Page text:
Master of Science
Microbiology and Immunology
Staphylococcus aureus is a common pathogen that has the ability to infect virtually every tissue and organ system of the body. Despite its propensity to cause invasive infection, S. aureus is also a commensal organism, asymptomatically colonizing ~25% of the population. Much research has gone into resolving this paradox, focusing on both human and bacterial factors that may contribute to colonization. Antimicrobial fatty acids present on the skin and in the nasal mucosa are important components of the innate immune system, and thus we undertook to further understand how S. aureus responds to these fatty acids, and how this response facilitates survival during colonization, or promotes the transition from colonization to infection. Using physiological concentrations of several different fatty acids present on the skin and in the nasal mucosa, we assessed the response of community acquired methicillin resistant S. aureus (CA-MRSA) to long chain fatty acids. 25mM of several unsaturated fatty acids including linoleic (C18:2), palmitoleic (C16:1), sapienic (C16:1), and linolenic (C18:3) added to the culture media was not growth inhibitory, yet caused a marked increase in the expression of the secreted proteases comprising the Staphylococcal proteolytic cascade (SPC). The increase in the expression of proteases was associated with the processing of the lipase glycerol ester hydrolase (Geh) into its mature form. This was not observed in a protease null mutant.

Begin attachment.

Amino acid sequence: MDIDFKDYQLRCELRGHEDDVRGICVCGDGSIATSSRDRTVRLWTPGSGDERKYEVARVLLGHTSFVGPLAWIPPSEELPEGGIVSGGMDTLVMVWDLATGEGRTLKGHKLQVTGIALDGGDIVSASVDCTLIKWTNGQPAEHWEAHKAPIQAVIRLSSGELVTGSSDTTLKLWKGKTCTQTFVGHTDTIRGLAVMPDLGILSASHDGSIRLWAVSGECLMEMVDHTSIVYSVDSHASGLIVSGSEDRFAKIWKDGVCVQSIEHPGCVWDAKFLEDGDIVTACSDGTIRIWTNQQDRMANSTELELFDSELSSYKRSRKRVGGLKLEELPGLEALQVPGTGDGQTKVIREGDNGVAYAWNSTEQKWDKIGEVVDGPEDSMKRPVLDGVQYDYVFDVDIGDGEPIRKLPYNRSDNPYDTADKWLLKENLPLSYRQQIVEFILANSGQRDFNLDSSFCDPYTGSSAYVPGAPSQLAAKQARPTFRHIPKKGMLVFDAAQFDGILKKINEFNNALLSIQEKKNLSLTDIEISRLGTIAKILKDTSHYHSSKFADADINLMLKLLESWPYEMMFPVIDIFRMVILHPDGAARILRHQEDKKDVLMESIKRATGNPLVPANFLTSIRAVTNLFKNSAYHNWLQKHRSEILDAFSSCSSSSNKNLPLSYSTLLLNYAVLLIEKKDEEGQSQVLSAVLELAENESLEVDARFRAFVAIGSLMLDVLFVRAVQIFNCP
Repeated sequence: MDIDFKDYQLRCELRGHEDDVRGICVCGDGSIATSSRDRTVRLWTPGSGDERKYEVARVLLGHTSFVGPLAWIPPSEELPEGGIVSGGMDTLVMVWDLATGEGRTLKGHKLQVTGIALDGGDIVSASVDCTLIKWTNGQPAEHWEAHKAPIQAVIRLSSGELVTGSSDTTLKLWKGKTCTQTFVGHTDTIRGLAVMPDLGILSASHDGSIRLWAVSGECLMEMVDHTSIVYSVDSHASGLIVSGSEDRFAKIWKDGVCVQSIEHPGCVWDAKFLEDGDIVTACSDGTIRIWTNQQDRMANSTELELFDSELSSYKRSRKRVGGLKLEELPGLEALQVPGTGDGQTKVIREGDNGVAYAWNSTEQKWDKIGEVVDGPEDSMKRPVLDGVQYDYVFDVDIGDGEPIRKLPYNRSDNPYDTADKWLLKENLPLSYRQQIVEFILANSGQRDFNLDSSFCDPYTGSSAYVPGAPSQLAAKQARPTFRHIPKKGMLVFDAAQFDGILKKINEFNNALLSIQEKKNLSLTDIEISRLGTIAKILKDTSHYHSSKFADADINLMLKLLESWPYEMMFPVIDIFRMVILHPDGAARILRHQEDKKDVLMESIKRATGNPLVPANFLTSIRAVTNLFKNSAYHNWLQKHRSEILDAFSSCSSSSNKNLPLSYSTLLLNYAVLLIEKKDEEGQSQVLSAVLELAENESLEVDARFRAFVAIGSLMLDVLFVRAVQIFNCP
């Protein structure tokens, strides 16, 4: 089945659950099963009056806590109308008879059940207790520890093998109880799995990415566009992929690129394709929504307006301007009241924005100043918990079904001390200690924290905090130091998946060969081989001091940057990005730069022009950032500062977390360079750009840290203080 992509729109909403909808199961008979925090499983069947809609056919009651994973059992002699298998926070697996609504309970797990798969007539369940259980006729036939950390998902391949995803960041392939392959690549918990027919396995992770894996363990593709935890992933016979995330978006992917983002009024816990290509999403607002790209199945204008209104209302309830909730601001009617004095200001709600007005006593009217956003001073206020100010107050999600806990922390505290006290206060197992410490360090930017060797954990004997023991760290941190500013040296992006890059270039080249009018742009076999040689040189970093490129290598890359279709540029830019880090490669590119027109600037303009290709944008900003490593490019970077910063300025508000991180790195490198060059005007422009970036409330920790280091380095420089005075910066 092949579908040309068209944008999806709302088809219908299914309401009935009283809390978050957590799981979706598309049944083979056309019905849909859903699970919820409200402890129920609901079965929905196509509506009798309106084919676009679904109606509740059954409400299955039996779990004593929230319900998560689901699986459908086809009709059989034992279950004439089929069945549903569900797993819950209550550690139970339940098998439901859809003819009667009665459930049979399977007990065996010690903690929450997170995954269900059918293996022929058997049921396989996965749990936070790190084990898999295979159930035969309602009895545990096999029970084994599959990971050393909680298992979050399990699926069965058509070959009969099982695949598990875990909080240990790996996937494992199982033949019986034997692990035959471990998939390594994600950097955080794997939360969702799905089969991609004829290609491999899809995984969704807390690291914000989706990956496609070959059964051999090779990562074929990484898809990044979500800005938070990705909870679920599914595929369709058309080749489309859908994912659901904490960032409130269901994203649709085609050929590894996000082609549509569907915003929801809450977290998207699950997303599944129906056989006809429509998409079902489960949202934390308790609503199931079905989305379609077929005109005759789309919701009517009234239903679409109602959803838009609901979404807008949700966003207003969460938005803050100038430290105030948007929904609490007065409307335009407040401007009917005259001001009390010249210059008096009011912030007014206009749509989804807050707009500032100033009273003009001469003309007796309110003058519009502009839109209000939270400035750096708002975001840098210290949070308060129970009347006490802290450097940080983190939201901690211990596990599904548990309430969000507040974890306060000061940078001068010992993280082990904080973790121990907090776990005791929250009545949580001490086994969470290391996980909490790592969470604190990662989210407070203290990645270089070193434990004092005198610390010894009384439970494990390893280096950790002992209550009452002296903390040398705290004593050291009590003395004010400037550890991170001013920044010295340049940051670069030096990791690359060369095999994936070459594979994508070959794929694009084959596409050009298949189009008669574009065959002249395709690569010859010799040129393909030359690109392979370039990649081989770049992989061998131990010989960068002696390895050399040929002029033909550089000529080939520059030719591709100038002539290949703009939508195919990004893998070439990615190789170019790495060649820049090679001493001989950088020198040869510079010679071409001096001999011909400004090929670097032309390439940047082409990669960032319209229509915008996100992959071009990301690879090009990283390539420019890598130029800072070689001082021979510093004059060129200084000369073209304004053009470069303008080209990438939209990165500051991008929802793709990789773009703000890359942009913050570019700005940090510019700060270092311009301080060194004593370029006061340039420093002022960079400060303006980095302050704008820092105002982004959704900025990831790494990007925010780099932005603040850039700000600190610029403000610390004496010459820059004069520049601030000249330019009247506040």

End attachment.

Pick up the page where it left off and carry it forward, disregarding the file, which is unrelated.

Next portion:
Arsic, Benjamin, "Staphylococcus aureus response to long chain antimicrobial fatty acids" (2012). Electronic Thesis and Dissertation Repository. 923.